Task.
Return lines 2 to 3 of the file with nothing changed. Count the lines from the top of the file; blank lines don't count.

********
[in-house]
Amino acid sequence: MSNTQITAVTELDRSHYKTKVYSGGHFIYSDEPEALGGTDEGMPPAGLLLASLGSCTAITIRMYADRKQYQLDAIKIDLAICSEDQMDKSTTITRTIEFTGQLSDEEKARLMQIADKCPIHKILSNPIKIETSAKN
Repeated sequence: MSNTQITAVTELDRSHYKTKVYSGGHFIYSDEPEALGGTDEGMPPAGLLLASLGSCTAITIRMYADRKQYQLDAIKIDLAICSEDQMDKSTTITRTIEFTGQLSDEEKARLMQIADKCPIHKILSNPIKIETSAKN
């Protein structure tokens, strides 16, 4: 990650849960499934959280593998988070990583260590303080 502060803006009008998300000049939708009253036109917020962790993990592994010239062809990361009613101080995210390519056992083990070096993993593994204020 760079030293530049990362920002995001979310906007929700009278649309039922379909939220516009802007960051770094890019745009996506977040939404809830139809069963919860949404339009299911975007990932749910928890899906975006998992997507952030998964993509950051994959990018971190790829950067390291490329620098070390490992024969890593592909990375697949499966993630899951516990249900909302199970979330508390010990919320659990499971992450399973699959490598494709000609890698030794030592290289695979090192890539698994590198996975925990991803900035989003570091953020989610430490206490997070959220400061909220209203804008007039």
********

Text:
Amino acid sequence: MSNTQITAVTELDRSHYKTKVYSGGHFIYSDEPEALGGTDEGMPPAGLLLASLGSCTAITIRMYADRKQYQLDAIKIDLAICSEDQMDKSTTITRTIEFTGQLSDEEKARLMQIADKCPIHKILSNPIKIETSAKN
Repeated sequence: MSNTQITAVTELDRSHYKTKVYSGGHFIYSDEPEALGGTDEGMPPAGLLLASLGSCTAITIRMYADRKQYQLDAIKIDLAICSEDQMDKSTTITRTIEFTGQLSDEEKARLMQIADKCPIHKILSNPIKIETSAKN